Posted by: tim ellis | August 21, 2005

Reykjavik/Rockport, Ma. – Saturday 31st July , 2001

After breakfast it is all pile into the minibus for the Golden Circle tour. We have a different guide/driver today, whose name I didn’t catch (but whom we subsequently christen Swen). He normally acts as a guide for Swedish parties, but his English is good (if quite accented) and throughout the day he provides us with plenty of information, stories (and statistics!).

Our first stop is the Garden of Eden in Hveragerði, “The Greenhouse Town” – It is a nursery/gift-shop. From there we move on to Kerið – an explosion crater – a lake formed in a large volcanic crater, where we stop only long enough for a quick photo, before it’s back into the bus to drive on through low scrub (or “forest” as it is known in Iceland. Q: What do you do if you get lost in an Icelandic forest? A: Stand up and look around!”) on to Skaholt, or “The Bishop Place” as Swen calls it.

This was where Iceland’s bishops lived, worshipped and ran a religious school, from the coming of Christianity until they moved to Reykjavik when the old church was destroyed by an earthquake. A new church has now been built there, with donations from all the other Scandinavian churches. It is very small but quite impressive for all that.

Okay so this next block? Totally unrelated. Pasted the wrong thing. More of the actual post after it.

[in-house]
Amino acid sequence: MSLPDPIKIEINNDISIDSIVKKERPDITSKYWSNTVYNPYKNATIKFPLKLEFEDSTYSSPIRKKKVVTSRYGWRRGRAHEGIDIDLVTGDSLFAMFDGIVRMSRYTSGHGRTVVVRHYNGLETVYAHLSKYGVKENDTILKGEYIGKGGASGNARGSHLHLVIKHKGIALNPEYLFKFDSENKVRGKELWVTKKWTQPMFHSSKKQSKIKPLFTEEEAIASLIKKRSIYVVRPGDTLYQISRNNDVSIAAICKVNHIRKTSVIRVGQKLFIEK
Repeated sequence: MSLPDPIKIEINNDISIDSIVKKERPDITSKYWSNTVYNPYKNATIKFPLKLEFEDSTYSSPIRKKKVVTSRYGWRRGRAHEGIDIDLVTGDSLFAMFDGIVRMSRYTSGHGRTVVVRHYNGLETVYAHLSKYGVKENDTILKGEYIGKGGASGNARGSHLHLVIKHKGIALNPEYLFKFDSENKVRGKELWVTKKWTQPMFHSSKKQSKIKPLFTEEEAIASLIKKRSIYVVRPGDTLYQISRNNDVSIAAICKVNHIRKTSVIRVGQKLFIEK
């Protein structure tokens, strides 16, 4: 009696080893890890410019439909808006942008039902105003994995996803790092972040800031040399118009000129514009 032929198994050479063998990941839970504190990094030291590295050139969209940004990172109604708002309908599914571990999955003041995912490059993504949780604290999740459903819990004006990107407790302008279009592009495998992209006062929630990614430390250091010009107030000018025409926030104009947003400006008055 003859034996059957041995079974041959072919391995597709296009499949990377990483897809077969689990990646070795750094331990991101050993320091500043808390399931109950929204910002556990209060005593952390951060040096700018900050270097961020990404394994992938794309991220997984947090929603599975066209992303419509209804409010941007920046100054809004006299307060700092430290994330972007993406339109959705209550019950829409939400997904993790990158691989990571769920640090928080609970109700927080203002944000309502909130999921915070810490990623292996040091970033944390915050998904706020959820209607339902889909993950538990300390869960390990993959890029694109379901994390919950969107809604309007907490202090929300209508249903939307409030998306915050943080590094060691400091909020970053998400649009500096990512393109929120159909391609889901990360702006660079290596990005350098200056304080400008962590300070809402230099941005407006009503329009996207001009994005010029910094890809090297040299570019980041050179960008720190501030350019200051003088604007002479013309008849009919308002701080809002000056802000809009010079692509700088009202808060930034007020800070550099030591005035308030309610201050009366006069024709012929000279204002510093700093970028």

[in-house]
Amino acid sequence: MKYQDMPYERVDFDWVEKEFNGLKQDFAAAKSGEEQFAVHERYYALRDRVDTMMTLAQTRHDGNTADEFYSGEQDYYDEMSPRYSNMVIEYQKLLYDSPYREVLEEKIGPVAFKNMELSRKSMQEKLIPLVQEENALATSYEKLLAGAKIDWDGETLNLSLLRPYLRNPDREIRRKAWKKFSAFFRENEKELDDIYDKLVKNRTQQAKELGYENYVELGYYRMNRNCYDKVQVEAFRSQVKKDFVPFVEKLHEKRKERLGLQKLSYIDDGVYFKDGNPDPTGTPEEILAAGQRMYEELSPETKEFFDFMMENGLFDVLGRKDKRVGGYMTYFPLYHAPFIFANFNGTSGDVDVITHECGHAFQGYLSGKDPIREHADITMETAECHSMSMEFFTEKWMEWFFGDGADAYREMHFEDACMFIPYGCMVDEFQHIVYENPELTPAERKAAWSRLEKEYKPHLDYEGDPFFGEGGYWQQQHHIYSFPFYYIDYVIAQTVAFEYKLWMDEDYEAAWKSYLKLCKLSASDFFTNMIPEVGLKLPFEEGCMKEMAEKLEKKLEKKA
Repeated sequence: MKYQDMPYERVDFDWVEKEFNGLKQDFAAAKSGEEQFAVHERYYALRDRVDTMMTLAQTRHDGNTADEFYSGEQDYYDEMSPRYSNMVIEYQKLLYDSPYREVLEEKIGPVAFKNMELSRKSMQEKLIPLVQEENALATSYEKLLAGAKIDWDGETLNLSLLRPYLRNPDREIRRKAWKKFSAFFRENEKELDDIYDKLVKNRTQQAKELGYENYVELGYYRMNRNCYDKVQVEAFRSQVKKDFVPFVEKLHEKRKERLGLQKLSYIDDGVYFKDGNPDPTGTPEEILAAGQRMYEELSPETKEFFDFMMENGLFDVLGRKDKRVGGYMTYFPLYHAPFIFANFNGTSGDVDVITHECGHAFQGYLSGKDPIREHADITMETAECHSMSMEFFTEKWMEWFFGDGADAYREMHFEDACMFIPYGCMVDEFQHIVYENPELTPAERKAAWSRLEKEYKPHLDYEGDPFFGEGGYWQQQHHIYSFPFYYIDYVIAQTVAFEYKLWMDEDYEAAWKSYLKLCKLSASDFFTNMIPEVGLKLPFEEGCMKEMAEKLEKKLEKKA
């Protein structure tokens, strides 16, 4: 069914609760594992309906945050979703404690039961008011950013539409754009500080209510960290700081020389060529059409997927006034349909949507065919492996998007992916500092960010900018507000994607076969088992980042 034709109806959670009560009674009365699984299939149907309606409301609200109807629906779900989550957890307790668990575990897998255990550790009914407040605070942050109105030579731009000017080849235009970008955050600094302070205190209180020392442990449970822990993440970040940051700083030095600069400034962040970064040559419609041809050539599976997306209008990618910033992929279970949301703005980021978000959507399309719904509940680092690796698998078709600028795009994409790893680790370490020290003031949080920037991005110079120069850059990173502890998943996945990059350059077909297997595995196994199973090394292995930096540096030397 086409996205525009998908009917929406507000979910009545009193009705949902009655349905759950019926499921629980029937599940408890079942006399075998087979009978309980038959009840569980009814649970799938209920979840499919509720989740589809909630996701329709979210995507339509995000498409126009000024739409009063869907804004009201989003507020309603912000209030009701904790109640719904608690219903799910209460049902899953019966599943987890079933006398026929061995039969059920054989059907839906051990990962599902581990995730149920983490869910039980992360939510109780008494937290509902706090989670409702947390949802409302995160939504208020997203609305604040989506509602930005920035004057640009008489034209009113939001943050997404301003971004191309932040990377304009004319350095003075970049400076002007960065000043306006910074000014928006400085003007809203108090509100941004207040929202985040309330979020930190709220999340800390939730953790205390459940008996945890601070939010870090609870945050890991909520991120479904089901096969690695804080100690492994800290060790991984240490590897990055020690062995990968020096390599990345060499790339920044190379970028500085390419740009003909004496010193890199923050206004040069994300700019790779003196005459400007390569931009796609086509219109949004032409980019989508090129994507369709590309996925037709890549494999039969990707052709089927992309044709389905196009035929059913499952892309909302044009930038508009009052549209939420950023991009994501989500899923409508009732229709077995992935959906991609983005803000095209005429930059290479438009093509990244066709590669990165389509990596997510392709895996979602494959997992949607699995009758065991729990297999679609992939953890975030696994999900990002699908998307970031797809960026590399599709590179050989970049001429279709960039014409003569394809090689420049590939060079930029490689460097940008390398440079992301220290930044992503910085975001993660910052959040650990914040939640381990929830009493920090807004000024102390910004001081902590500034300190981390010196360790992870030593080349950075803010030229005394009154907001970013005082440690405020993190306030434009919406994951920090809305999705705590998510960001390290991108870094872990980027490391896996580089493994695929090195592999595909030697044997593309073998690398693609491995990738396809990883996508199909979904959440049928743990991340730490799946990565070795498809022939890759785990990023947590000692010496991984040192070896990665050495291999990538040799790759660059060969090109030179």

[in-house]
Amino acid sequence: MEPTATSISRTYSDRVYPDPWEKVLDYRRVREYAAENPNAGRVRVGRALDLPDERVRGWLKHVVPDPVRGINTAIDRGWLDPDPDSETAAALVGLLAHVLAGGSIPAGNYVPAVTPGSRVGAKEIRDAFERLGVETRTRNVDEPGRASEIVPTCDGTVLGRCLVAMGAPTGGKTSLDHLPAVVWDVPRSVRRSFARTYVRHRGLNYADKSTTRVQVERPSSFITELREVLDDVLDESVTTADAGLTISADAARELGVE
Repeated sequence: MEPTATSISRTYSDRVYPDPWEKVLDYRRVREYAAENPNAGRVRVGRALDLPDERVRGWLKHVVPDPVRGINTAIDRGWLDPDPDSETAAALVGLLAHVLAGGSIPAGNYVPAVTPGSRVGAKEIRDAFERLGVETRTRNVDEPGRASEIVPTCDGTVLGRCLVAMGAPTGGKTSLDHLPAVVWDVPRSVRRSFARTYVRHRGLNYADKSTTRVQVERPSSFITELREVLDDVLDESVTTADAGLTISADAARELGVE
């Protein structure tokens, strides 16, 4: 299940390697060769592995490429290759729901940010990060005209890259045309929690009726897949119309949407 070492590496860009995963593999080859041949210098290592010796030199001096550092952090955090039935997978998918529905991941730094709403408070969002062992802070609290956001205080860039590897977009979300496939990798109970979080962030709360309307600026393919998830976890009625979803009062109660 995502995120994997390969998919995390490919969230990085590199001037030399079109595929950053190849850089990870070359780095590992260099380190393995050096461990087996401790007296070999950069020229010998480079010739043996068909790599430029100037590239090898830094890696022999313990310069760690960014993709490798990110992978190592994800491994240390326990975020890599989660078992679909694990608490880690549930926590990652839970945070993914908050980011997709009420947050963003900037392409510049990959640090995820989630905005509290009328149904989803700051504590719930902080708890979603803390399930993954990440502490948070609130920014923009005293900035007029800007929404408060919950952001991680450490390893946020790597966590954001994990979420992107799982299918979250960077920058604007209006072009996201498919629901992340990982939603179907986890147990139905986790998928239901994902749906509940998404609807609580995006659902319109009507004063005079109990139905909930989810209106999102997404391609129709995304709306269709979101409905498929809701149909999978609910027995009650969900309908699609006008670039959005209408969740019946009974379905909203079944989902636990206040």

From there it is on to Gullfoss waterfall. The water is a milky white apparently due to clay carried down from its glacial source. From there we go to Geysir (from whence all Geysers get their name). The great Geysir itself is no longer active (although it is steaming away quite nicely) but the adjacent geyser Stokkur erupts every eight to ten minutes, after watching this, and trying to get a photo just as it erupts. Then we go to the Geysir Hotel for lunch, when we finally decide we ought to introduce ourselves. There are two married couples, Peter and Mags, and Tom and Sylvie, a mother and daughter, both called Glenda, and Jenny and Morag from Scotland.

After lunch we drive up to Þingvellir national park, the home of Iceland’s original parliament (founded 930), and also home to the rift caused by the American and Eurasian plates sliding apart at about 2-2.5 cm per year. We hike up the rift while the bus drives round to meet us at the top.

On the way back into Reykjavik we agree to start an hour earlier tomorrow (10 not 11) and add the Blue Lagoon to our itinerary.

Tonight I go to the Kaffi Vin, a Viennese Coffee-house for dinner. The food is good, and the price is reasonable, but the service is so slow I have time to read most of a book on the downfall of Stormont between courses. (The only other English book was an Agatha Christie – and not realising how long it would take I thought a whodunit would be a bad idea!)


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